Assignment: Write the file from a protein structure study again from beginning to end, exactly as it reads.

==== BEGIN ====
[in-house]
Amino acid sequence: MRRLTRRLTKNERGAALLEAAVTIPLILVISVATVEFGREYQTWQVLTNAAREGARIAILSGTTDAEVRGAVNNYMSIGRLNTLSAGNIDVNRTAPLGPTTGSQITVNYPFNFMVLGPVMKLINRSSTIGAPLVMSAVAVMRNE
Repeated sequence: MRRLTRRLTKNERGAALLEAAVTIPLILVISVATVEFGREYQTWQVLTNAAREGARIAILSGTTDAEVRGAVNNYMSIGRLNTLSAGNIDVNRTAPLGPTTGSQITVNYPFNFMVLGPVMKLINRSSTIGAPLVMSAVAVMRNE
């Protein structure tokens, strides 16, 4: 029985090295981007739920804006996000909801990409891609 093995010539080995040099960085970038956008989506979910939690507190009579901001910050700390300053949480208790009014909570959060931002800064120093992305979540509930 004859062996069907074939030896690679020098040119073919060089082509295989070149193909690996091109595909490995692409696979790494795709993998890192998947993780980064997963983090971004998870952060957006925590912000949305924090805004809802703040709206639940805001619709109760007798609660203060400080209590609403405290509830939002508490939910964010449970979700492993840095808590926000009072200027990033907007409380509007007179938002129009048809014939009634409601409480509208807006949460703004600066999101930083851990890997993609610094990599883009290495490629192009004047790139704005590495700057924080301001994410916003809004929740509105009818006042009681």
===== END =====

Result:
[in-house]
Amino acid sequence: MRRLTRRLTKNERGAALLEAAVTIPLILVISVATVEFGREYQTWQVLTNAAREGARIAILSGTTDAEVRGAVNNYMSIGRLNTLSAGNIDVNRTAPLGPTTGSQITVNYPFNFMVLGPVMKLINRSSTIGAPLVMSAVAVMRNE
Repeated sequence: MRRLTRRLTKNERGAALLEAAVTIPLILVISVATVEFGREYQTWQVLTNAAREGARIAILSGTTDAEVRGAVNNYMSIGRLNTLSAGNIDVNRTAPLGPTTGSQITVNYPFNFMVLGPVMKLINRSSTIGAPLVMSAVAVMRNE
């Protein structure tokens, strides 16, 4: 029985090295981007739920804006996000909801990409891609 093995010539080995040099960085970038956008989506979910939690507190009579901001910050700390300053949480208790009014909570959060931002800064120093992305979540509930 004859062996069907074939030896690679020098040119073919060089082509295989070149193909690996091109595909490995692409696979790494795709993998890192998947993780980064997963983090971004998870952060957006925590912000949305924090805004809802703040709206639940805001619709109760007798609660203060400080209590609403405290509830939002508490939910964010449970979700492993840095808590926000009072200027990033907007409380509007007179938002129009048809014939009634409601409480509208807006949460703004600066999101930083851990890997993609610094990599883009290495490629192009004047790139704005590495700057924080301001994410916003809004929740509105009818006042009681």